**MIDFIELDERS: **

**– Salah: **If he is to replicate his numbers, he actually holds a very healthy VAPM of 0,49 and PPM of 0,65 based on last seasons numbers. He probably won*t, but should offer some value, even beyond captaincy, as long as he reaches about 240pts.

– **Alli and Sanchez:** Although both had somewhat unimpressive seasons last year, their price drop has given them a very positive value this season. Their VAPM history suggest a value of 0,37 for both.

– **KDB and Eriksen: **As two of the most consistent players within the game, Eriksen has sported a points per match averages of 5-6pts in 4/5 seasons with Spurs. Similarly De Bruyne has done the same his 3 seasons with City. The two players looks good value as set and forget options in midfield due to thei consistency. Some might stay clear of them due to not being considered good captaincy options, but their historical VAPM of 0,34 suggests that they might not have to be.

**– Pogba: **With the addition of Fred, there’s speculations that Pogba might finally be less restrained in the attacking parts of the pitch. If this is the case, Pogba might become one of the most valuable players within the game this season. At 8.0m, he’s priced the same as last season, and although some might not be impressed with Pogba’s numbers last season, he actually sported a VAPM of 0,39 and a PPM of 0,64.

**DEFENDERS: **

**-Moses, Alonso and Kolasinac: **I’ve grouped these 3 together due to their attacking nature. None of them are currently safe picks, but if they should become such, it seems reasonable to expect a VAPM greater than 0,4 and a PPM greater than 0,75 at their current prices.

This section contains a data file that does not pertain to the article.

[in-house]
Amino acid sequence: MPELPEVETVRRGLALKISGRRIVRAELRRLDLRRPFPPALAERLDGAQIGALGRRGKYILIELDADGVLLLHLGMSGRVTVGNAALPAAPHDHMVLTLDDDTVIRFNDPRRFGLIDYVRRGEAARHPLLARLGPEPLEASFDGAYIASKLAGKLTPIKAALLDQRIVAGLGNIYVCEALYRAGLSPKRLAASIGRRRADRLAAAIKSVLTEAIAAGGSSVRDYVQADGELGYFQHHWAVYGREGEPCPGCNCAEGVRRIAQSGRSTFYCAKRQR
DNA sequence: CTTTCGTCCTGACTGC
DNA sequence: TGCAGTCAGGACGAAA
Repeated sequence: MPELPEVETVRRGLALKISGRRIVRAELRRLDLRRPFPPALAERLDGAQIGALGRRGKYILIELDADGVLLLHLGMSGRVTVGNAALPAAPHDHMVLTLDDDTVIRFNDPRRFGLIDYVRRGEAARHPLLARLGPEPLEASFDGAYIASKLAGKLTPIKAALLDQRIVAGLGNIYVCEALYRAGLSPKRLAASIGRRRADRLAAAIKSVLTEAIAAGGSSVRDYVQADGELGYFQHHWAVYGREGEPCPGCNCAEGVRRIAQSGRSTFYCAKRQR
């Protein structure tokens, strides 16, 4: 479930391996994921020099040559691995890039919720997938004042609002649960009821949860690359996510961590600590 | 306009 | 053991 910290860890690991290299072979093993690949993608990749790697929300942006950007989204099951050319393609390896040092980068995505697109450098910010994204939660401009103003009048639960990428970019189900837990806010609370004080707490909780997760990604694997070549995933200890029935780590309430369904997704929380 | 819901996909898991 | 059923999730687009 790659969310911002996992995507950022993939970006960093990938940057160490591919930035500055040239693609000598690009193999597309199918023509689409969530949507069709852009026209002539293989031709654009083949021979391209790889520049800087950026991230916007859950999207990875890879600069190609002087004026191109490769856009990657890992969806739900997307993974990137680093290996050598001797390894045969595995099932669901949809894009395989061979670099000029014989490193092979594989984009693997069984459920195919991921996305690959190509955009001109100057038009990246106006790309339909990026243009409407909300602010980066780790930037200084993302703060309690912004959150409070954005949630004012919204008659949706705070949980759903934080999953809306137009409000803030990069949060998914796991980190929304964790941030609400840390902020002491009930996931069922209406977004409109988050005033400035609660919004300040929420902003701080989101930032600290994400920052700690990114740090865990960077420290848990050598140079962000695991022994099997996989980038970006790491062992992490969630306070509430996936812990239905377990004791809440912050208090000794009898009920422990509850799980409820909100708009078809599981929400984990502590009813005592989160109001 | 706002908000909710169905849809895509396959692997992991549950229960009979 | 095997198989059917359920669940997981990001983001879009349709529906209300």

– **Hector Bellerin:** Most of the 5.5 arsenal assets looks good value with this seasons prices. I’ve decided to highlight Bellerin’s numbers, as they are the most impressive ones. If Arsenal performs along the lines of how they’ve done the last couple of seasons, Belerin should offer good value with his VAPM history suggesting 0,37 and PPM history 0,73. If they should better their results under Emery, Bellerin might become the standout option he was in 15/16.

– **All Liverpool assets priced 5.0: **As it stands, LFC looks likely to be starting each GW with at least one CB and one RB priced 5.0. Barring new prices, it will be Lovren, Matip, Gomez, TAA and Clyne battling for the two slots. If any of these players become “nailed”, they should offer great value, somewhere in the range of 0,35-0,4 VAPM/0,75-0,85PPM.

– **Azpilicueta:** To get consistency, one should look to one of the priciest players of the game. Although a change of manager brings some questions, Azpi looks like he’s worth the outlay to get into one of the best defensive sides of the last couple of seasons. 17/18 suggests a VAPM of 0,42 and a PPM of 0,73, and history suggests a VAPM of 0,33 and a PPM of 0,63. Having missed only 2 games in the last 3 seasons, Azpi currently looks like the best option amongst the priciest defenders.

**GOALKEEPERS:****
**Honorable mentions to Karius, Heaton and Pope. With the likely addition of Allison, and uncertainty regarding Burnley number 1, I’ve not included them, even though their stats look brilliant.

**Ederson and DDG:**The two goalies compete with each other based on last seasons numbers depending on whether you use VAPM or PPM. The fact that Ederson’s season looks more repeatable than DDG’s probably suggests that he could offer more value than his Spanish counterpart as a set and forget option.

**Ryan and Fabianski:**Two of the standout budget options last season have been handed a budget price this season as well. If they should replicate some of that form, a total of 140pts should give them a VAPM of about 0,4 and a PPM greater than 0,8. Rotating two 4,5’s could arguably produce even greater value, but as Fabianski’s last 4 seasons have proven, the 4,5 goalies come with greater volatility with regards to steady returns.

Great article, thanks for this. Really interesting stuff.

Definitely confirms some of my picks. Who are you looking to bring in? Wood looks to be my cheapest forward right now. I think I'm considering Austin again now too